“There are plenty of players who have as much raw talent as Sharapova,” says Paul Newman, Britain’s Independent newspaper’s tennis correspondent. “You wouldn‘t say she has great athletic ability, at least compared to some. She doesn’t move particularly easily. But where she does stand out, and where very few people, perhaps no one in the game today, can match her, is mental strength. It can make her incredibly dangerous in a tough situation. She turns around a lot of tight matches because she plays the big points better.”

“I hit a lot of balls. I’ll have 600 balls in the basket and go on hitting and hitting, until my arm feels like it’s going to fall off.”

Maria’s drive and attention to detail extend to her commercial affairs. Her shoes for the photo shoot today, for example, come from the Maria Sharapova Collection, which she helps design for US accessories label Cole Haan. It’s the first time she’s tried pairs from the new Spring collection, and she takes the business of road-testing them seriously, adjourning for extended discussions on the phone over details that might be altered before they’re allowed to hit the shelves. For instance, she points out that the ankle strap on a pair of sandals needs to be tightened. “I’m the first one to say that I’m by no means a designer,” she says. “But I still have a contribution to make. The shoes can be beautiful, but they also have to be practical, and that’s where I have relevant experience. It’s about understanding what women want.” Every week, once she’s finished swatting tennis balls, she studies spreadsheets detailing Cole Haan’s global sales figures. “I get reports from all the different markets, from the US and online. I learn from it all the time.” After she found out women in Japan didn’t like particularly high heels, she says, her new line was tweaked accordingly: fewer fashion pieces, more ballet pumps.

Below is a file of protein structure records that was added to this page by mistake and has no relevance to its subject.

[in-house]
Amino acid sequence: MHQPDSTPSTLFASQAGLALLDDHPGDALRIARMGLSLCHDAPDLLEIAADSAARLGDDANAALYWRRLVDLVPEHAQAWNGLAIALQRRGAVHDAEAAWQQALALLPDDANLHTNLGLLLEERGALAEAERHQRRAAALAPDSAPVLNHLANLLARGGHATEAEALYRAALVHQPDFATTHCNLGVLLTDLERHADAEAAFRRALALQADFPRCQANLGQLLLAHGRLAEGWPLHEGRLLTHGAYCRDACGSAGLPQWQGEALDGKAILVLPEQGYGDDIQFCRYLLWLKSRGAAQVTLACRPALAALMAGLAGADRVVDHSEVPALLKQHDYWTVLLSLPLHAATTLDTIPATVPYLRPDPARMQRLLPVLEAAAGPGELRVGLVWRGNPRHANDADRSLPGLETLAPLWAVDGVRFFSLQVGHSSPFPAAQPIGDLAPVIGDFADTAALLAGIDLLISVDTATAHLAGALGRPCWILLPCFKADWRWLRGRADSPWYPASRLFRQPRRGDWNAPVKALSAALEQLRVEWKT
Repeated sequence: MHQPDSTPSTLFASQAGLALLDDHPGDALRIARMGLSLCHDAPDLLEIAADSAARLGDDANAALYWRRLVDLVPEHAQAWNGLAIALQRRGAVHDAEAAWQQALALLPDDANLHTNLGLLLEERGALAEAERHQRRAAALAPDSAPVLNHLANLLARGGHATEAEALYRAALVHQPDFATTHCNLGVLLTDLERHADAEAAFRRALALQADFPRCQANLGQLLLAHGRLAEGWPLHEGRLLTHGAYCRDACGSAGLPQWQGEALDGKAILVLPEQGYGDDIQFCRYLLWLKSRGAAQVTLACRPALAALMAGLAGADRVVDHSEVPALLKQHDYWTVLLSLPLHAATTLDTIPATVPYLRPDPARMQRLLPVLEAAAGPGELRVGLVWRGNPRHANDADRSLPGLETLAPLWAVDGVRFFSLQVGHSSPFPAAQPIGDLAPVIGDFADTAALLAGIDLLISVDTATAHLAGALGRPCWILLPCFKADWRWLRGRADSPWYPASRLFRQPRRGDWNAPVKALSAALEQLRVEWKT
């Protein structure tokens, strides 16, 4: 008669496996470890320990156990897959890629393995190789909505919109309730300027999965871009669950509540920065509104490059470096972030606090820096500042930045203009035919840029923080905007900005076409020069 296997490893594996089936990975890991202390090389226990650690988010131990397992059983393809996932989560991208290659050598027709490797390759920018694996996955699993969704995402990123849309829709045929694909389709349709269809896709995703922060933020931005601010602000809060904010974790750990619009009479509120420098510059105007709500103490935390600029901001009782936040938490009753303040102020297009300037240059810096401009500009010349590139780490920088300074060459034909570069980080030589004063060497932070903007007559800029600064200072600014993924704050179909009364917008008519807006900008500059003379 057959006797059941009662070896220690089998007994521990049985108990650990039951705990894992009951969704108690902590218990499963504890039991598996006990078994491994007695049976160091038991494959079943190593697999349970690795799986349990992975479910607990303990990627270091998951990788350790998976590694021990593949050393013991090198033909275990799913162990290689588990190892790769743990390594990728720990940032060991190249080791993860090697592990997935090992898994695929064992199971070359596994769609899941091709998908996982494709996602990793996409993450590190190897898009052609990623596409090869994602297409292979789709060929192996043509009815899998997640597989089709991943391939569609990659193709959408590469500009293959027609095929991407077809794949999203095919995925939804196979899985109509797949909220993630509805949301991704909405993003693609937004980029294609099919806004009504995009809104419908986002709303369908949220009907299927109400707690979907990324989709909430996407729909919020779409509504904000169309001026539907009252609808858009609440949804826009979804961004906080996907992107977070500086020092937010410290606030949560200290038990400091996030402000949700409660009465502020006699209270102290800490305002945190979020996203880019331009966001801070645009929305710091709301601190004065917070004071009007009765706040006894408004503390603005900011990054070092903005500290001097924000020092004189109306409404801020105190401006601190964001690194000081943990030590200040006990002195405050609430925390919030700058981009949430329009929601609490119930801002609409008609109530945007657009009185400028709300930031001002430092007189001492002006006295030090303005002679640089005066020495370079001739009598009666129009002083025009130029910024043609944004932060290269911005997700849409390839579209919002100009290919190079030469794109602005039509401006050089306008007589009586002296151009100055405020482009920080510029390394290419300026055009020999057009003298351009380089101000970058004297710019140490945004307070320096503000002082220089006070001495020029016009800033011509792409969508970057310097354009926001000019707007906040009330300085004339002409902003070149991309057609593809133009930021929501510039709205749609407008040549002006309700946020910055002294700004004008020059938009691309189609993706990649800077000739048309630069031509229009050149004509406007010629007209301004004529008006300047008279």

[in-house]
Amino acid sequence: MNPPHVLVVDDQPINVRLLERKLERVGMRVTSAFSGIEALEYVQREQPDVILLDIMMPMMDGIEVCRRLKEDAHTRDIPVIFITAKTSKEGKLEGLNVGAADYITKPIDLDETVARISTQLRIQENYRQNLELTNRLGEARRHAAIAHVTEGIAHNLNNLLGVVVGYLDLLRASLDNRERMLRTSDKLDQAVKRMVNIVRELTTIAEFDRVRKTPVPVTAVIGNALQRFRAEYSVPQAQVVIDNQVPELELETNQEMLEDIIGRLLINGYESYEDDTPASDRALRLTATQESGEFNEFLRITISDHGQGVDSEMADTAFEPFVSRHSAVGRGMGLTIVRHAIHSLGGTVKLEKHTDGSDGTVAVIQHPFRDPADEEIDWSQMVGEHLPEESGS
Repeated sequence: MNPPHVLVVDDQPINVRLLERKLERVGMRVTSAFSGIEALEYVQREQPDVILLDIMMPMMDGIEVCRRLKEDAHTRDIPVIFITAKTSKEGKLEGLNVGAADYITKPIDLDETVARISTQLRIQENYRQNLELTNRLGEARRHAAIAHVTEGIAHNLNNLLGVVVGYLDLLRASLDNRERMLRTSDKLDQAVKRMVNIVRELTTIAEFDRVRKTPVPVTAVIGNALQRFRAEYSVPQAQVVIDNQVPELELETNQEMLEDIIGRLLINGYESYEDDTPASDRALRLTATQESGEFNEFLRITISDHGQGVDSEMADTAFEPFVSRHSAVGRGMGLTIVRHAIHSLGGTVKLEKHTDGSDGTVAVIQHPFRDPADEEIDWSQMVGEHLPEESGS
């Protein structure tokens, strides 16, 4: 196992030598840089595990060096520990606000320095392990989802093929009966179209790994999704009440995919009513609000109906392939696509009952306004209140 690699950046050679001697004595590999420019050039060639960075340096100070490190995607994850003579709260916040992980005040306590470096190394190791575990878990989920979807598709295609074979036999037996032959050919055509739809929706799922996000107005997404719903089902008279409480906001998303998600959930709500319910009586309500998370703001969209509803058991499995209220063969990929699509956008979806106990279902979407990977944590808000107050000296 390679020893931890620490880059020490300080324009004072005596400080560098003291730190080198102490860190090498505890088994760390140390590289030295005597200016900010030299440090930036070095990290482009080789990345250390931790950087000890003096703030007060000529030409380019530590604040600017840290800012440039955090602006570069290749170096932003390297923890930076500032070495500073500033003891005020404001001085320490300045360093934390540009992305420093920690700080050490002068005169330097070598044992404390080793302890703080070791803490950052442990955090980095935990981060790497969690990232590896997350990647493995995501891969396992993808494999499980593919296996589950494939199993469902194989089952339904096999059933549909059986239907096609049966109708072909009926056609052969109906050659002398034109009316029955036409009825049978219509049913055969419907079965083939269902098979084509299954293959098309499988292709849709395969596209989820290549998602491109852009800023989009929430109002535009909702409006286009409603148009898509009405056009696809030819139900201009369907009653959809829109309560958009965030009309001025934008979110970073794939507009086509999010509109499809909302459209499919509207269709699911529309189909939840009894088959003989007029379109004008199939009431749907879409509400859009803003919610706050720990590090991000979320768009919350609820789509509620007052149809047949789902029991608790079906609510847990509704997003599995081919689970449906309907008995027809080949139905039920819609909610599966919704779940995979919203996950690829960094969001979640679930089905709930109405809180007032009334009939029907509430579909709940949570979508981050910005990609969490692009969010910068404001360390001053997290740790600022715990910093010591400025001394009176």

Maria only does endorsement deals with substantial brands: TAG Heuer, Nike, Tiffany, Sony. Unusually in the mercenary arena that is 21st century professional sports, she tends to spend more than her contractually obliged number of days working with the firms. “If I have free time on my hands, I might say, ‘Let’s brainstorm here. Let’s figure out things we can do together which can help you.’ Why not?” Late last year, she announced the launch of a tennis-themed confectionery range with the unlikely name Sugarpova. “I hate not working,” she says. “I can’t just sit on my couch. I find it really tough to go on vacation. Although I did recently manage a few days in Phuket.”

Here, Maria is in an ivory leather top by THE ROW, a white pleated skirt by AMERICAN APPAREL over a white skirt by GUESS and sandals by MARIA SHARAPOVA BY COLE HAAN.

On tour, her schedule is simple but intense: a couple of hours hitting balls in the morning followed by lunch, a nap, and then a couple more hours’ practice. She eats healthily but not obsessively, enjoys an occasional glass of wine, and rarely, if ever, works out in a gym. “I’m never one who’s going to go out and lift 40-pound weights,” she says. “I don’t think I can even hold a 40-pound weight.” Instead, her power comes from a different sort of repetition. “I hit a lot of balls. I’ll have 600 balls in the basket and go on hitting and hitting, until my arm feels like it’s going to fall off.” Maria cites competing as the thing she likes most about professional tennis – and travel as the thing she likes least, particularly when it separates her from fiancé Sasha Vujačić, a 6-foot-7-inch professional basketball player who’s originally from Slovenia. She giggles when his name is mentioned and wears an enormous diamond he presented to her on bended knee in October 2010, roughly a year after they met.